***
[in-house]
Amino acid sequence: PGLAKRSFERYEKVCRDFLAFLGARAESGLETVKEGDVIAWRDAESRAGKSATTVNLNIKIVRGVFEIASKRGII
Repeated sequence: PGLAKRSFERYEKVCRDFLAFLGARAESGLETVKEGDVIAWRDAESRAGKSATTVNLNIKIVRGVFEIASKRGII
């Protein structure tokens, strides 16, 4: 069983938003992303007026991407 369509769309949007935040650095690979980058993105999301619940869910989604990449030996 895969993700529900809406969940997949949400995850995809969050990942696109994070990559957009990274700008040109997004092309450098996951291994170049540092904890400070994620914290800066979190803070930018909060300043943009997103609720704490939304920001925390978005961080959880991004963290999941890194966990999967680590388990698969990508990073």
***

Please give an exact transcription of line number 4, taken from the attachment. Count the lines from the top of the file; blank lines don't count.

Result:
């Protein structure tokens, strides 16, 4: 069983938003992303007026991407 369509769309949007935040650095690979980058993105999301619940869910989604990449030996 895969993700529900809406969940997949949400995850995809969050990942696109994070990559957009990274700008040109997004092309450098996951291994170049540092904890400070994620914290800066979190803070930018909060300043943009997103609720704490939304920001925390978005961080959880991004963290999941890194966990999967680590388990698969990508990073």